A version of this post originally appeared in the Economic Times and can be found here.
Anticipation is high as China approaches the third plenum of the 18th Party Congress, scheduled to take place on November 9-12. Why the excitement?
When the second largest and fastest-growing economy in the world decides to lay out its plan for economic reform over the next decade, people are bound to pay attention. Phrases such as "mega reform plan" are used liberally by analysts outside China to describe what they believe is likely to emerge from the meeting. The Chinese government even has a website to help meet the demand for early insight into what might be in store.
Certainly, the Chinese economy needs "mega reform." For over a decade, the Chinese leadership has sought to make progress in three fundamental areas: transforming the country from a manufacturing to an innovation nation; moving away from an investment- and export-led economy to a consumption-based one; and reducing the role of vested interests (state-owned enterprises) in the economy.
Old Habits Die Hard
Progress on such reforms, however, has been elusive, and these broad shifts in the economy require a number of secondary reforms to succeed. These include liberalising the financial system, reforming the politically sensitive Hukou (residency permit) regulations that divide urban and rural residents, and undertaking new investments in social security, health care, and education.
Merely announcing new policies will not be enough. China’s political economy is littered with failed policy initiatives, such as bold efforts to establish a green GDP, to rein in non-performing loans, and to attract overseas talent through the global "1000 Plan" program. Passing regulations and adopting policies is only one small part of the reform battle; the real challenge is ensuring that government agencies and local governments implement the initiatives that are announced. This means having in place the right policy environment to support the initiatives. For example, Beijing’s effort to make its economy a center of global innovation by attracting the best and brightest back to China through its talent program has suffered because Chinese universities lack the freedom of intellectual inquiry, debate, and transparency that Chinese overseas scholars have grown accustomed to. In addition, the poor state of China’s environment, health care, and educational system is a significant disincentive to many potential returnees. Despite attractive financial packages, as well as an array of other benefits, many of the most talented Chinese continue to believe that the best opportunities for innovative work remain outside the country. Therefore, if China’s effort to transform itself into an innovative economy is to succeed, Beijing must reform broader social and political institutions as well.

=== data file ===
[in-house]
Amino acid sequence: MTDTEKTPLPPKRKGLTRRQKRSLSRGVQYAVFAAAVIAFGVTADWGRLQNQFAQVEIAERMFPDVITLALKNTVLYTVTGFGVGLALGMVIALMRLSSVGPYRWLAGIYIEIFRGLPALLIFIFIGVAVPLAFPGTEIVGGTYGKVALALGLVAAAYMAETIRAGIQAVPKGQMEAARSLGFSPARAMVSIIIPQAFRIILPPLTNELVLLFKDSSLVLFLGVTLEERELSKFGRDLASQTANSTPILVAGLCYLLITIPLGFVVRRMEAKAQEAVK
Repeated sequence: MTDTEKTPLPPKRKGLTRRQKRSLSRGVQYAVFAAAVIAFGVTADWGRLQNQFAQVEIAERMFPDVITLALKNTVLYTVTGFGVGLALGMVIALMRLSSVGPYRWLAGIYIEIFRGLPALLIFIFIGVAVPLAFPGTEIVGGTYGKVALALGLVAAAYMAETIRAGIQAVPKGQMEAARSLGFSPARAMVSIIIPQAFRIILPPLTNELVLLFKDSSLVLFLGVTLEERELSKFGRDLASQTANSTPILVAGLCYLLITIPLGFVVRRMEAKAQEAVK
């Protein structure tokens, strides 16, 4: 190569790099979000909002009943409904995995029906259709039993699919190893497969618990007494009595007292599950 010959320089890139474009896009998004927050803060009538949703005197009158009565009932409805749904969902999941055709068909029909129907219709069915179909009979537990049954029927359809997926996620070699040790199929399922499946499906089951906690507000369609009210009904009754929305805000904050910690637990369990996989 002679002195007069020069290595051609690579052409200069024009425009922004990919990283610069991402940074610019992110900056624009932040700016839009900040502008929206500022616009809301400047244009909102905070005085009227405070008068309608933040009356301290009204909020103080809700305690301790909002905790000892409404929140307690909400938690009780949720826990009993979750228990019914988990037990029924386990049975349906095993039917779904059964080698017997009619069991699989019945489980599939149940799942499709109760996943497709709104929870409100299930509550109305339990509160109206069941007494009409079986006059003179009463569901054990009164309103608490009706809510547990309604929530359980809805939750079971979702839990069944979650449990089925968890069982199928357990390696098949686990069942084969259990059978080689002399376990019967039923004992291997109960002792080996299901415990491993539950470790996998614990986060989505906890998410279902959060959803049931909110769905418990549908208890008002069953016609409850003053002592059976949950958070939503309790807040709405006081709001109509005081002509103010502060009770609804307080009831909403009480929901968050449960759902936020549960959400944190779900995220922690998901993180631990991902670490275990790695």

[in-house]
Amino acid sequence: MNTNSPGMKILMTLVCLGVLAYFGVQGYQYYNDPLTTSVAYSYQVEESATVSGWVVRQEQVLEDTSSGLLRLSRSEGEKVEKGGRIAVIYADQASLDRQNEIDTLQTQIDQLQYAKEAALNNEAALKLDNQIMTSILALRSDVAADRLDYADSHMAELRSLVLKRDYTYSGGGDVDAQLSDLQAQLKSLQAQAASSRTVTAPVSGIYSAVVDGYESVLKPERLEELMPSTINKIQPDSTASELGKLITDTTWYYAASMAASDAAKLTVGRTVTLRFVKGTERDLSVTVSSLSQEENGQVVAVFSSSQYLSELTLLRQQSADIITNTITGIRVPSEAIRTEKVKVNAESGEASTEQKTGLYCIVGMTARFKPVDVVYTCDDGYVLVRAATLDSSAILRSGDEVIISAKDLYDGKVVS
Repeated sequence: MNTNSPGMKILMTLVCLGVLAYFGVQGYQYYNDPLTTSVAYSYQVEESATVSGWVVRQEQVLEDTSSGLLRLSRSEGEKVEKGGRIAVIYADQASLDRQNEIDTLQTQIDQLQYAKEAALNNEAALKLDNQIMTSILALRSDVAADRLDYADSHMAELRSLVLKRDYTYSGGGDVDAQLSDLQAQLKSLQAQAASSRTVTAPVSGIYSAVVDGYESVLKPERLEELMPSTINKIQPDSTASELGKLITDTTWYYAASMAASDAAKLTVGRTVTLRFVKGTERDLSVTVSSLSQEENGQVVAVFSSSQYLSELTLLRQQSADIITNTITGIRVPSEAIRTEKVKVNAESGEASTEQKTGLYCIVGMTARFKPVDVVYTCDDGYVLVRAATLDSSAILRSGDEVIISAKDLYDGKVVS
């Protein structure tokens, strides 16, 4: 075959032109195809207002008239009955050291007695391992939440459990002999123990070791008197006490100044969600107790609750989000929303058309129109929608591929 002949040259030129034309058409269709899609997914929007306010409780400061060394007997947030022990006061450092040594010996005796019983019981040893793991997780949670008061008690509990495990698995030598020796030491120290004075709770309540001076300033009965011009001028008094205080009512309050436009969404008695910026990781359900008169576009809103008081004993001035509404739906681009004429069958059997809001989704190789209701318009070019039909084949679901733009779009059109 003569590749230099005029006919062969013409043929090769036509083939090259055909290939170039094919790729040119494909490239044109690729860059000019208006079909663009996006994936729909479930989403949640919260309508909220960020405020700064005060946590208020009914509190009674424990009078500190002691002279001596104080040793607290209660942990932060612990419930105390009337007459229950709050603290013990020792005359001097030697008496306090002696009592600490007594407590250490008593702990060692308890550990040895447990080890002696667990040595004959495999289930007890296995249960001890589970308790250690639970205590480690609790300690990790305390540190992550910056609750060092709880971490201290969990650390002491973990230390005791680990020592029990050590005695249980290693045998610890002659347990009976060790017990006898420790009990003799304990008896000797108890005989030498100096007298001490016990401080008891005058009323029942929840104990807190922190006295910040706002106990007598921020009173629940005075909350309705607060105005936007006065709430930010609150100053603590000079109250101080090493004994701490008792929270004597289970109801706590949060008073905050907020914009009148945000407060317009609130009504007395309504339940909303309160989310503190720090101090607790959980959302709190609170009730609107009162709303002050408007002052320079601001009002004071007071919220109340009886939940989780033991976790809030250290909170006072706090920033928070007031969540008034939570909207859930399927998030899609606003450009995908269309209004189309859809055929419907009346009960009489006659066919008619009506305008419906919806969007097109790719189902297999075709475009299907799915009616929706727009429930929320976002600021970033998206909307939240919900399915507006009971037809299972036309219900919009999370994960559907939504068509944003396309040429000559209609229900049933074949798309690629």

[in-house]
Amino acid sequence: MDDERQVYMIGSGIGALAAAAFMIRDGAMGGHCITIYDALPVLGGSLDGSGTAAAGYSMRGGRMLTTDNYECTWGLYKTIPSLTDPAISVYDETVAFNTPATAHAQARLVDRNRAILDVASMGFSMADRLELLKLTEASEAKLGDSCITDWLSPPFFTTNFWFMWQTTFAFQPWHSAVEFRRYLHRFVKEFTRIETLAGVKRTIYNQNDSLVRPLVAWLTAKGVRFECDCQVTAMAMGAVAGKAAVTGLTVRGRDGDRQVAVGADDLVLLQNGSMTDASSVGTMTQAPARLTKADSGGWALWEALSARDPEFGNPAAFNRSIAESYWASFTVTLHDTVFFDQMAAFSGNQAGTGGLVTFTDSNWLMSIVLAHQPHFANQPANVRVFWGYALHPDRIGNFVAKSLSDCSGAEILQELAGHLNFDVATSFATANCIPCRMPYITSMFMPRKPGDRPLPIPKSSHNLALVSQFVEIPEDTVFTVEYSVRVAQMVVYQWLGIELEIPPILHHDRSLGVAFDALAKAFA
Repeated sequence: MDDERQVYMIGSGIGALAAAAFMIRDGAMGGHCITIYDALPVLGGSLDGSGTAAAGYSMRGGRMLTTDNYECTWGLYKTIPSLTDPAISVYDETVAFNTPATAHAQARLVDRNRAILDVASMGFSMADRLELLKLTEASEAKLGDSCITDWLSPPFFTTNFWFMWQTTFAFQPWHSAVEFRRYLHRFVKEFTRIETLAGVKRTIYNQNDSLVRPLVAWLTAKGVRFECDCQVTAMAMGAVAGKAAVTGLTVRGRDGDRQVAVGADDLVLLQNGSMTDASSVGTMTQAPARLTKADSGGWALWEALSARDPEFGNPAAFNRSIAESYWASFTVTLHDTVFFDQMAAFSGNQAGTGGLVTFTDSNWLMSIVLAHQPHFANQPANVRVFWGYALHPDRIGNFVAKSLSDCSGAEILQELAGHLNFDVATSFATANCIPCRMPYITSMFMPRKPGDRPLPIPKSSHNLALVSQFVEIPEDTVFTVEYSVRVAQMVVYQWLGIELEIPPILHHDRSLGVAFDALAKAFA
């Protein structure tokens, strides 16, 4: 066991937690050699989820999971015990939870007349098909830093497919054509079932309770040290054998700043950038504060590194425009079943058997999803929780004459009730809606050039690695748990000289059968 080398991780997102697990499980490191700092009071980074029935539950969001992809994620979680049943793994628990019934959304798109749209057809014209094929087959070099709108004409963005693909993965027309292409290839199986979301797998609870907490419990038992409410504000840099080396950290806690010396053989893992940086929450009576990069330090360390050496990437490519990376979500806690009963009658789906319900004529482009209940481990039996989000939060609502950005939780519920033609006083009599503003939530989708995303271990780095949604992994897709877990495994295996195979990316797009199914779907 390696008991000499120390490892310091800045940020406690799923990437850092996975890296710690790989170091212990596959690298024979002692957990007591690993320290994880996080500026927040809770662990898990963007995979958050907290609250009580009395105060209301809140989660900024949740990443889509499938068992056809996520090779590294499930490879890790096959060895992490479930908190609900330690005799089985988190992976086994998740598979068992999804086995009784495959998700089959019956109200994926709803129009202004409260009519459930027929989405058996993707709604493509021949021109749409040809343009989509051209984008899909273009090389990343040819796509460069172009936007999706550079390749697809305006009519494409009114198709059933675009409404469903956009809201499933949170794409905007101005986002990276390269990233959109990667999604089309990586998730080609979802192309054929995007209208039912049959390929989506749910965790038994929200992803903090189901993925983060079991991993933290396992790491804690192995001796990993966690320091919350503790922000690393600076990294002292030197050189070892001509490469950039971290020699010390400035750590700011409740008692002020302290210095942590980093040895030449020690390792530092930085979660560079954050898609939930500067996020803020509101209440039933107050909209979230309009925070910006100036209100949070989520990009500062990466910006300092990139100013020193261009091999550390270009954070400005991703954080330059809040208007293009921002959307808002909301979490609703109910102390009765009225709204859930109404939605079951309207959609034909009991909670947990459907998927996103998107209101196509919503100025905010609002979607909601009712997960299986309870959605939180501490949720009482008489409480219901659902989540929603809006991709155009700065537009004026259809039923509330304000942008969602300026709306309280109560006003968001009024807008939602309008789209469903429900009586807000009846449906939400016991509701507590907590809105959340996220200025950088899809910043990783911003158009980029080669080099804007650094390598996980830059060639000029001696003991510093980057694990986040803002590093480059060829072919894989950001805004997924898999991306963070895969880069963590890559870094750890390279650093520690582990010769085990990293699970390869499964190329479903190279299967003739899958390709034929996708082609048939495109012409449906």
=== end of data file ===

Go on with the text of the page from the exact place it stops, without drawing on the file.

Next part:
China’s new leaders will also face significant political opposition to real economic reform. Changing the fundamentals of the Chinese economy will be painful. The potential losers in a "mega reform plan"—state-owned enterprises, the large banks, and local officials, in particular—will fight hard to maintain their dominant roles in the Chinese economic hierarchy.
And there will be hiccups along the way. This past June, for example, Beijing attempted to rein in bank lending and watched as interbank borrowing rates skyrocketed overnight. As concerns over the potential of the credit crunch to turn into a crisis mounted, however, the People’s Bank of China rode to the rescue, providing liquidity through the injection of new funds. Living through the pain of economic reform will not be easy, but the challenge will only increase over time.
The third plenum will almost certainly announce a broad range of initiatives to ensure sustained economic growth. The real issue is not what is announced at the plenum, but whether the government develops a policy environment in which these reforms can flourish. If that happens, then we really should be excited; but that will require waiting a few years, not a few days.